• Another aspect to consider when buying insurance is the duration; for how long do you need the insurance cover.  This depends on the age of the insured and as well his dependents.
  • Insurance cover (taken by a person) must be reviewed from time to time and upgraded as per changing conditions.

Insurance V/S Investments

The IRDA has made some reforms and has put a cap on the charges that are levied by insurance companies. It has done away with the old ULIPs which were front loaded; a large part of premium paid by the insured in the initial years was apportioned towards various costs; this left a small portion for actual investment. However a lot of people are still stuck with these policies.

Term plans offer highest insurance cover for the same amount of premium when compared with ULIPS, Endowment Plans or Money Back Policies. Though the idea of getting some amount at the end of “X” years sounds attractive it is not a financially sound decision.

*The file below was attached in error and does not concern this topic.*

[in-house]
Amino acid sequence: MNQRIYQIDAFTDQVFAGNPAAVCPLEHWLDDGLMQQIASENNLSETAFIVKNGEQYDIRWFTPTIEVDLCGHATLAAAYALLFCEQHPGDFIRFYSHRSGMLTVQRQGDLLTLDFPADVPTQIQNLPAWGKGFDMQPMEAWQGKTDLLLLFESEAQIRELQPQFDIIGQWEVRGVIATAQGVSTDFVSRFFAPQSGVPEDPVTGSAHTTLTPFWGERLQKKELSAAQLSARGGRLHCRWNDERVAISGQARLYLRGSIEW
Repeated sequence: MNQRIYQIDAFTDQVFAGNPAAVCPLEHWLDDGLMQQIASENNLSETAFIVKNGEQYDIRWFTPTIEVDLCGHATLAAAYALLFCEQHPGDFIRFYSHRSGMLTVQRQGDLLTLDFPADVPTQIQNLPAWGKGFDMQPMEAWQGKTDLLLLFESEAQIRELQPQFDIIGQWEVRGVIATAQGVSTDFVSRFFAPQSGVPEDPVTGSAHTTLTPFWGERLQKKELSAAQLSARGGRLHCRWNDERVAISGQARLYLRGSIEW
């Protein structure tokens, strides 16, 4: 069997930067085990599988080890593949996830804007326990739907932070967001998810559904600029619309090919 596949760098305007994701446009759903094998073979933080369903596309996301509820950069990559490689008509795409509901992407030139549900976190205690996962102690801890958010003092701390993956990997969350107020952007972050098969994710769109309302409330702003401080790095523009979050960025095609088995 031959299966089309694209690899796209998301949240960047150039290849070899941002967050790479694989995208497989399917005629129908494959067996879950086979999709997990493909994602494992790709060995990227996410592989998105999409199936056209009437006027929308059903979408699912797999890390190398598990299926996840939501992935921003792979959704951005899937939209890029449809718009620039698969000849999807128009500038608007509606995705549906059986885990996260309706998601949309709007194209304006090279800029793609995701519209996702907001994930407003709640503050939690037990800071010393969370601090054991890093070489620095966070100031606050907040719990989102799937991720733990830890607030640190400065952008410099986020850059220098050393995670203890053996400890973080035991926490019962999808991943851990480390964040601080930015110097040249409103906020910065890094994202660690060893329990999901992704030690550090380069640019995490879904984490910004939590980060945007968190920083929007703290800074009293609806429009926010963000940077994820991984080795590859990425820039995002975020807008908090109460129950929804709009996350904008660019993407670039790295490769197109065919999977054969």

A pure insurance policy like Anmol Jeevan by LIC for a 25 years for a non-smoker male for 10,00,000 cover costs Rs.5534 if the policy is bought at the age of 35. For an endowment plan like ICICI Pru Save ‘n Protect, the person will have to pay a yearly premium of Rs. 25,329, the Sum Assured is 6,88,000, guaranteed benefits of 101,496 and additional benefits of 245, 520.

Though there is promise of receiving a lump sum at the period in an endowment policy the SA (which is the basic purpose of buying a policy) is lesser. The differential of approximately 20000 yearly in premium can be invested by the customer at his will. Even if he chooses to invest it in a FD @ 8% the maturity amount will be more that 1,500,000 which is much more than what an endowment policy will give him

Endowment plan will charge more premium than the Term Insurance for same amount of coverage and duration since they will invest your money in other instruments after deducting the insurance, mortality and other charges and return some part of income to you on maturity.